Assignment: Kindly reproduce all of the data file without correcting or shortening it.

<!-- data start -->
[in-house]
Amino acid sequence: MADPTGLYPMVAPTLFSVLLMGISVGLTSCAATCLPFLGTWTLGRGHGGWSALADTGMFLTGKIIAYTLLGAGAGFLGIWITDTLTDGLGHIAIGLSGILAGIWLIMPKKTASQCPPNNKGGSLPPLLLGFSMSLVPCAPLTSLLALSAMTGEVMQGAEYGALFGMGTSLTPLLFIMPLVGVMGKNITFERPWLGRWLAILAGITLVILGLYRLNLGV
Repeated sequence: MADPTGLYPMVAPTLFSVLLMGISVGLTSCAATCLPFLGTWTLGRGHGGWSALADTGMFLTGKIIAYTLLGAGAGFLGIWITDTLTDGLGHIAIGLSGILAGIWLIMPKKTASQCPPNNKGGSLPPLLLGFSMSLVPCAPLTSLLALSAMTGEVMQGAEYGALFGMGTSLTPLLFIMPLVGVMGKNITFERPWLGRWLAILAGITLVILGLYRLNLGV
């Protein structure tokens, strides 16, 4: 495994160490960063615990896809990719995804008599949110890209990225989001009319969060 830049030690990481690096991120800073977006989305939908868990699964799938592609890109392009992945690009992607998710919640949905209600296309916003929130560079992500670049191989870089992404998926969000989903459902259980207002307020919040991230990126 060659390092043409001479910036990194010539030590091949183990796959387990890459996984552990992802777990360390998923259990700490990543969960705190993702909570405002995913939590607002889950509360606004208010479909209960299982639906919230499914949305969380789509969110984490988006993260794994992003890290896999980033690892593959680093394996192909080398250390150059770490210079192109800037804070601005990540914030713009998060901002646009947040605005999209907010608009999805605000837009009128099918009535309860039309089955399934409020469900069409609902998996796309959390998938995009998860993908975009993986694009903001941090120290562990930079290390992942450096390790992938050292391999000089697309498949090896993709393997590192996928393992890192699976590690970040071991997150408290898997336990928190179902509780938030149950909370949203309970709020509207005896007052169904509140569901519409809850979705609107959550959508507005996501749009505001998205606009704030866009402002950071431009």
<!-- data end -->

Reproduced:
[in-house]
Amino acid sequence: MADPTGLYPMVAPTLFSVLLMGISVGLTSCAATCLPFLGTWTLGRGHGGWSALADTGMFLTGKIIAYTLLGAGAGFLGIWITDTLTDGLGHIAIGLSGILAGIWLIMPKKTASQCPPNNKGGSLPPLLLGFSMSLVPCAPLTSLLALSAMTGEVMQGAEYGALFGMGTSLTPLLFIMPLVGVMGKNITFERPWLGRWLAILAGITLVILGLYRLNLGV
Repeated sequence: MADPTGLYPMVAPTLFSVLLMGISVGLTSCAATCLPFLGTWTLGRGHGGWSALADTGMFLTGKIIAYTLLGAGAGFLGIWITDTLTDGLGHIAIGLSGILAGIWLIMPKKTASQCPPNNKGGSLPPLLLGFSMSLVPCAPLTSLLALSAMTGEVMQGAEYGALFGMGTSLTPLLFIMPLVGVMGKNITFERPWLGRWLAILAGITLVILGLYRLNLGV
């Protein structure tokens, strides 16, 4: 495994160490960063615990896809990719995804008599949110890209990225989001009319969060 830049030690990481690096991120800073977006989305939908868990699964799938592609890109392009992945690009992607998710919640949905209600296309916003929130560079992500670049191989870089992404998926969000989903459902259980207002307020919040991230990126 060659390092043409001479910036990194010539030590091949183990796959387990890459996984552990992802777990360390998923259990700490990543969960705190993702909570405002995913939590607002889950509360606004208010479909209960299982639906919230499914949305969380789509969110984490988006993260794994992003890290896999980033690892593959680093394996192909080398250390150059770490210079192109800037804070601005990540914030713009998060901002646009947040605005999209907010608009999805605000837009009128099918009535309860039309089955399934409020469900069409609902998996796309959390998938995009998860993908975009993986694009903001941090120290562990930079290390992942450096390790992938050292391999000089697309498949090896993709393997590192996928393992890192699976590690970040071991997150408290898997336990928190179902509780938030149950909370949203309970709020509207005896007052169904509140569901519409809850979705609107959550959508507005996501749009505001998205606009704030866009402002950071431009």